FEG began making close copies of the Walther PP and PPK in the late 1940s. The first of these -the Model 48- was nearly identical to the PP, differing only in the location of its loaded chamber indicator pin, the shape of its manual safety lever, and the configuration of its magazine floorplate and grips. Chambered in .32 or .380 caliber, the Model 48 served Hungary's military and police forces, along with several foreign nations (notably Egypt), and sold well commercially throughout Western Europe as the "Attila."
In the late 1950s, FEG grew adventurous and departed more boldly from the original Walther design. Its much modified PA-63 in 9mm Makarov caliber became a standard Hungarian military and police sidearm. The PA-63 had a larger frame with more curved backstrap for a better hold. It also dispensed with a loaded chamber signal pin altogether and replace the steel frame with one made of lightweight aluminum alloy, reducing overall weight by several ounces.
Reducing weight to the absolute minimum made sense in a pistol meant to be concealed in one's pocket. Moreover, the reduced strength of the light alloy frame was not considered a problem in low-powered calibers, as it can be in pistols chambered for 9mm Parabellum and other larger, high-pressure rounds. FEG later made the PA-63 in a .32 ACP version for commercial sale and police use, and as .380 ACP versions: the Models AP9 and PMK-380.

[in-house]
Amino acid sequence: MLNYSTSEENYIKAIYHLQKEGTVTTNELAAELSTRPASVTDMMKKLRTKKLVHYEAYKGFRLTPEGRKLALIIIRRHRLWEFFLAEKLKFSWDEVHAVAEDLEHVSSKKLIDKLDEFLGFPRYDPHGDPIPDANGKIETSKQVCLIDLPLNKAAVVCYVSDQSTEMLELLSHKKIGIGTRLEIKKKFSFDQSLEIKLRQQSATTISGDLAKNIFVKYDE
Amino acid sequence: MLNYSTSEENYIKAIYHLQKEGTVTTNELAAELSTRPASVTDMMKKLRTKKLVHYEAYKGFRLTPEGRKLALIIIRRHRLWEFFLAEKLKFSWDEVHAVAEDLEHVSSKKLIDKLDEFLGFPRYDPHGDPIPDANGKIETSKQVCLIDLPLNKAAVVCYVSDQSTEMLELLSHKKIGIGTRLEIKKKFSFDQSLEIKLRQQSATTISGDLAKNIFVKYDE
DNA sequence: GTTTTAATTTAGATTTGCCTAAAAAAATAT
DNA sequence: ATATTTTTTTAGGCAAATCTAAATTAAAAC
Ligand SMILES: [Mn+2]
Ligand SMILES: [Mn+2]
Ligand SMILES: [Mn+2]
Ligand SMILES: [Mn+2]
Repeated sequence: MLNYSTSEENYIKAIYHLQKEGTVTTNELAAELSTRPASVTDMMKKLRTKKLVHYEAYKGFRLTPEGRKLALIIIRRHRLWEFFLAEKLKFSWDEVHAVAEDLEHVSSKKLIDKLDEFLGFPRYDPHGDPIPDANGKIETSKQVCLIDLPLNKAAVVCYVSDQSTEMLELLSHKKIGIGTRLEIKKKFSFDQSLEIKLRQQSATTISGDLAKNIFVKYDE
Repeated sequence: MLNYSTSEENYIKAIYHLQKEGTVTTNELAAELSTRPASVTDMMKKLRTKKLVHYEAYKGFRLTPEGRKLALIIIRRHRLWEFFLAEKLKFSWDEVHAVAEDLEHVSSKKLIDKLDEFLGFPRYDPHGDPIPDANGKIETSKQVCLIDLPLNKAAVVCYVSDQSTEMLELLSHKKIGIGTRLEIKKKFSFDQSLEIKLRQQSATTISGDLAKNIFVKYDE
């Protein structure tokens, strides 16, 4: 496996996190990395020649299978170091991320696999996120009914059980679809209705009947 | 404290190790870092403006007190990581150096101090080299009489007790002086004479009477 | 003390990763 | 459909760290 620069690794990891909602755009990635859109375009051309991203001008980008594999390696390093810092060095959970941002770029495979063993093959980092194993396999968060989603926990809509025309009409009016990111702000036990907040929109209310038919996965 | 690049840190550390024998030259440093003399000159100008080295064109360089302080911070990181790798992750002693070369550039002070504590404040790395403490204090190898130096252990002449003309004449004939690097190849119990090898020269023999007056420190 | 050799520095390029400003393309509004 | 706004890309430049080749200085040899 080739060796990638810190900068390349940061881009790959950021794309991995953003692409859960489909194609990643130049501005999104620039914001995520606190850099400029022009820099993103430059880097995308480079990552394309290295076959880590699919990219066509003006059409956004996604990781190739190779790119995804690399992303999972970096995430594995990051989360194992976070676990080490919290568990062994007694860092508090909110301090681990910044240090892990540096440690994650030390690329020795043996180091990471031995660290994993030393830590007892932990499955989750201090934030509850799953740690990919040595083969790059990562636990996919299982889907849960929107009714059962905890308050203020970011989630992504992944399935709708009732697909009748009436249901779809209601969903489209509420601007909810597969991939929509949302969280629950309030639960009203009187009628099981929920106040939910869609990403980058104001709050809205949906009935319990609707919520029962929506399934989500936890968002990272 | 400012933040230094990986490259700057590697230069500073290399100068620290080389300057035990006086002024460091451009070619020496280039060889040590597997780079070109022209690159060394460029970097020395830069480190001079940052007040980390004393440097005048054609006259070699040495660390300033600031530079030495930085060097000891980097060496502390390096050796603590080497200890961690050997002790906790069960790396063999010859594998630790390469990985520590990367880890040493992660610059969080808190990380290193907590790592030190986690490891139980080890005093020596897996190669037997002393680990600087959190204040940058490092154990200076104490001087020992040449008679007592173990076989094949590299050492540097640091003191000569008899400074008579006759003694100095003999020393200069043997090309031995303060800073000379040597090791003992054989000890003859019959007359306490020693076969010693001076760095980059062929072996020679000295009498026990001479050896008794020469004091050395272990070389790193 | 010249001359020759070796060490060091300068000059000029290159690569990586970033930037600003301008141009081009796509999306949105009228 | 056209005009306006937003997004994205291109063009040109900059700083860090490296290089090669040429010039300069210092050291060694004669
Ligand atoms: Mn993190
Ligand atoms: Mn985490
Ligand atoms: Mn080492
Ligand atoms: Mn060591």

In its 9mm Makarov military version, the PA-63 sports a brightly polished aluminum frame. Although the military does not ordinarily care for guns with such conspicuous finishes, having the two-tone finish saved the time and expense of an extra process for these cost-conscious buyers.
Whereas the AP9 and PMK-380 are more reminiscent of the Walther PP, the PA-63 is more competitive with the Soviet-designed Makarov. With its more powerful cartridge, the PA-63 has more felt recoil than either of its .380-caliber variants. This, combined with its small sights and heavy trigger, hurts the gun's accuracy. A five shot, 25-foot offhand group, using Norinco 94-grain FMJ, measured exactly 2 inches. And from a distance of 50 feet, it was very difficult to fire an acceptable group, the best try measuring 5.6 inches across. There were, however, no failures in feeding, firing or ejecting three different brands of 9mm Makarov ammunition. The PA-63 was imported in large numbers by K.B.I., Inc., of Harrisburg, PA.